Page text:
Opinion : Cultural Nostalgia is Bunk

My guess is most of our deeply felt cultural nostalgia for a bygone age of perceived quality of and in a medium is nothing but a historical lack of real options due to limited competition and resources, which the then young audience, now aged, naively convince themselves of the laughable and pitiful notion that what they were then consuming was the apogee of the medium.

This partly sneering reaction occurs in me every time I hear an aged critic wax eloquent about a movie or a book from a that bygone age of thin completion and even thinner real options and stamp their product as the pinnacle of the medium, invariable lamenting that it has been a downward spiral ever since into the current swamp.

A typical TEN BEST EVER list (of books, cinema) from anyone aged over 40 will prove this above hypothesis quite effortlessly.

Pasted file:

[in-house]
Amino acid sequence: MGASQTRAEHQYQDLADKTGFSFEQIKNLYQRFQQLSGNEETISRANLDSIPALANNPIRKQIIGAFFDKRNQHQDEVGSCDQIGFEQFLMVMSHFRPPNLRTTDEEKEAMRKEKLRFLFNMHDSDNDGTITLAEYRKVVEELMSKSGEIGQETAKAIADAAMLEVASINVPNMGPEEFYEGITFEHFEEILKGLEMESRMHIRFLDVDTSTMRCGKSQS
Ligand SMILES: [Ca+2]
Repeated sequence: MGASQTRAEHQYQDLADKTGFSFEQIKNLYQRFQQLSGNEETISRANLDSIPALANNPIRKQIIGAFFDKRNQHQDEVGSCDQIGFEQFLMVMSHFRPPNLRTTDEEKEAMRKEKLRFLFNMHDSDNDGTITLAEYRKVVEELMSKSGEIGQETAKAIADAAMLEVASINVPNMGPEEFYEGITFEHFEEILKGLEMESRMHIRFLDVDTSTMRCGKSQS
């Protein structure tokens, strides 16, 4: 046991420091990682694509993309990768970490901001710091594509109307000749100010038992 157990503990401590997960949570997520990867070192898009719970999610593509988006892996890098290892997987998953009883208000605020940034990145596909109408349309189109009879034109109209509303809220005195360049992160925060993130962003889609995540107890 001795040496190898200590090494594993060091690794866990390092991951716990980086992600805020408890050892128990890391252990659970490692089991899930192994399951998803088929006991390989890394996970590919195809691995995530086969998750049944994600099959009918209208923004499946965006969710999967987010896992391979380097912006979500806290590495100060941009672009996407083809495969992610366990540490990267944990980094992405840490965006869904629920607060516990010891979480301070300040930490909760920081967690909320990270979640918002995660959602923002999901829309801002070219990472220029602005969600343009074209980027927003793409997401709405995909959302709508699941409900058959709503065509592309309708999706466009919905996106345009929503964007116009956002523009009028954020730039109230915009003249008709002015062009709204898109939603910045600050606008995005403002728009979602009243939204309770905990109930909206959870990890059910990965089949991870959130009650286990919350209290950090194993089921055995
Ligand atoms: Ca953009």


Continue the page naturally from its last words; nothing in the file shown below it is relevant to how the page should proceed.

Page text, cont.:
One thought on “Opinion : Cultural Nostalgia is Bunk

  1. Possibly just a month ago and I would have agreed wholeheartedly… the original Italian Job makes me wince at the poor quality of acting. However we recently watched the 1947 version of Miracle on 34th Street and it was an absolute pleasure. The acting was suberb, the quality of image definition was remarkable too. I’d hazard to say it fits easily into my list of movies I’d watch again & again without issue.

    I also think that the literary side is hard to quantify… the volume of literature from bygone days was vast. There certainly are classics out there in abundance… how many of today’s will make the same category? Probably not as many as we think. Lord of the Rings (hardly a new book set anyway) aside, I can’t think of many fictional books I’ve enjoyed so much I’d pick them up again before starting a new book… Game of Thrones maybe (but that’s more to do with the awkward mid flow hiatus we have right now than anything!). Of course, the other way to look at the sheer volume of available literature right now, is that if you throw enough dung, some of it sticks… I don’t believe we’re living in a literary era of amazeness.

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